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Vocational Rehabilitation Services: Can They Help You?

HEATH Resource Center

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Vocational Rehabilitation Services: Can It Help You?

This course will inform you about the vocational rehabilitation services available for you as you transition to postsecondary options. It is designed to increase your knowledge about the services and to help you plan ahead. These include services for:

  • Postsecondary education
  • Vocational education or training
  • Continuing and adult education
  • Integrated or supported employment
  • Independent living and adult services
  • Community participation

OBJECTIVE(S):

  1. Explain what you need to know about postsecondary transition
  2. Describe vocational rehabilitation and explain its importance to you
  3. Explain how you can become eligible for vocational rehabilitation services
  4. Explain the vocational rehabilitation service application process
  5. Identify the vocational rehabilitation programs and services
  6. Identify the state vocational rehabilitation services
  7. Provide an on-line dictionary of relevant terminologies

INTRODUCTION:

Now that you have completed transition to high school your next big step is to prepare for transition to your postsecondary years. Your first experience with transition may or may not have been successful. You may or may not have received the supports you needed, or gained access to all the available services. However, it is again time to start thinking about postsecondary options, transition, programs, and services. You, your parents, your counselor and the transition team will consider the programs that are available for you and help you get the right services.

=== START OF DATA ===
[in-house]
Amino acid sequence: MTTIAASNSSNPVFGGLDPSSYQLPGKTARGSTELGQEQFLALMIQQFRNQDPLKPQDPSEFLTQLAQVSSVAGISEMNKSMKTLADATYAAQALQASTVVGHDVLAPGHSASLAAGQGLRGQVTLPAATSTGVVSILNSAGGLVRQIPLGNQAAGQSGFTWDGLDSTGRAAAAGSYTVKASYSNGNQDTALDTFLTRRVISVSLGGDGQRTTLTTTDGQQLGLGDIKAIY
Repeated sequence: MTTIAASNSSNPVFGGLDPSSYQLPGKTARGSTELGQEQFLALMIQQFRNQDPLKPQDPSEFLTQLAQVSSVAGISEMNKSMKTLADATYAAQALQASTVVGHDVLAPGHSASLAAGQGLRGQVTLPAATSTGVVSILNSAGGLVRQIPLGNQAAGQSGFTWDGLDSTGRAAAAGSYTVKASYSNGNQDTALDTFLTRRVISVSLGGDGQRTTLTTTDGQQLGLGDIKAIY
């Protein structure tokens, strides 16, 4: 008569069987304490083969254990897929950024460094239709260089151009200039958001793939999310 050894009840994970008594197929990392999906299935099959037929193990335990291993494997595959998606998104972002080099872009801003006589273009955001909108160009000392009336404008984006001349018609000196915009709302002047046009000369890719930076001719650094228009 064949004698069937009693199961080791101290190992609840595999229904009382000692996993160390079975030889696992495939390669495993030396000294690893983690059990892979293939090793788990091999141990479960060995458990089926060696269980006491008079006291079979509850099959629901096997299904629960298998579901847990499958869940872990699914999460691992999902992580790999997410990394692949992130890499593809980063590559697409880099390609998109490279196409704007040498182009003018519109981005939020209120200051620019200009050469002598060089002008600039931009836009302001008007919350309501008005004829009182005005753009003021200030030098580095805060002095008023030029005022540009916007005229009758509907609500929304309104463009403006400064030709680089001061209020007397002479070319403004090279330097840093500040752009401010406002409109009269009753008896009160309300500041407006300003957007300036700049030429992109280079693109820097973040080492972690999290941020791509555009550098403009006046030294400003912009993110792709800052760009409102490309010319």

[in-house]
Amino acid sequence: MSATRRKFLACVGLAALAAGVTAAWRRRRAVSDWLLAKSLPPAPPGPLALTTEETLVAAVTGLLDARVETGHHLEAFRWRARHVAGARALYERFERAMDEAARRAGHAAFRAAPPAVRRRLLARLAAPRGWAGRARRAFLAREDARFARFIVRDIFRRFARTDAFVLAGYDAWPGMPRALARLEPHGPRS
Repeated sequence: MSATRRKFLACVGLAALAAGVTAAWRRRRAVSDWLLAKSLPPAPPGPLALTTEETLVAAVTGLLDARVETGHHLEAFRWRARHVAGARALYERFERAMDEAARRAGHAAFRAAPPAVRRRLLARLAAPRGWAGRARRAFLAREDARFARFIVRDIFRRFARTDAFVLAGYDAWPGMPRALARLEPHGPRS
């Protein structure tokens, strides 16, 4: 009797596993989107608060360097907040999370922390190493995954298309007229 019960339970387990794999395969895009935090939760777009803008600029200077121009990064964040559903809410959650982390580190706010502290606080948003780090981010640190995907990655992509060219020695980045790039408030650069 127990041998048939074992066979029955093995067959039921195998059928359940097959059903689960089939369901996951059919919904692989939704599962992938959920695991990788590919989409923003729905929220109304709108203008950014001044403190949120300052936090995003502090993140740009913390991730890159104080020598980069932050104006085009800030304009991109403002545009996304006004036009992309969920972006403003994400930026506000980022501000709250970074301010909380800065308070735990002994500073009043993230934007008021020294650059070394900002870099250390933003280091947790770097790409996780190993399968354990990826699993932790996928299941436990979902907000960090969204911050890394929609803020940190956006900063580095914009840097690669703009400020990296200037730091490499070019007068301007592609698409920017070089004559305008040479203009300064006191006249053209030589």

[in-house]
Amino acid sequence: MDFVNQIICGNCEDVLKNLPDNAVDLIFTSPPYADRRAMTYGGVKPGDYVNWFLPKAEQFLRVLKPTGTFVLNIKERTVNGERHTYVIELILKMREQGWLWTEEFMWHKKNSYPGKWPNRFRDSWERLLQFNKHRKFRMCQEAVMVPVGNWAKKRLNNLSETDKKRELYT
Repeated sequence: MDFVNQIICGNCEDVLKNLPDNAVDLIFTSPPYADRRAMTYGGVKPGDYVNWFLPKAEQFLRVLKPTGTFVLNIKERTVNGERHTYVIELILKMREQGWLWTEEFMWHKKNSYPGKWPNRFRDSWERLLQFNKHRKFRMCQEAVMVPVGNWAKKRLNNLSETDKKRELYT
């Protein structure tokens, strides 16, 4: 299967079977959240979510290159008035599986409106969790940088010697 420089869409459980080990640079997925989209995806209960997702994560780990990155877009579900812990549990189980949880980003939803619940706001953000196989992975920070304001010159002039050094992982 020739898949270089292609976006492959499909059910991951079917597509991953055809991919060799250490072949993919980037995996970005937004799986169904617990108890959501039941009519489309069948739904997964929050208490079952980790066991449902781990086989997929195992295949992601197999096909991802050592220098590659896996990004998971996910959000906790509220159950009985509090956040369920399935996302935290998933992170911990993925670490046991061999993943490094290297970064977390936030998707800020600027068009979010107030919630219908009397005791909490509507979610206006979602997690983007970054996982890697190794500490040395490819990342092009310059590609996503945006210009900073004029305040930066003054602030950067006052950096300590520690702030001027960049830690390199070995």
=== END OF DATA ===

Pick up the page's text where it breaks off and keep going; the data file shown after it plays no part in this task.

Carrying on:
Students with disabilities preparing for postsecondary options require supports as they transition to life beyond high school. The last two years in secondary school involves planning, researching, analyzing, coordinating, and deciding on which pathway to pursue. Often, students and their parents are not aware of the many services that are available to them and do not know how to access these supports. You, your parents and the transition team will work together collaboratively to assist in identifying, accessing, and obtaining those available services. Your state Department of Rehabilitation Services (DRS) can provide you with Vocational Rehabilitation.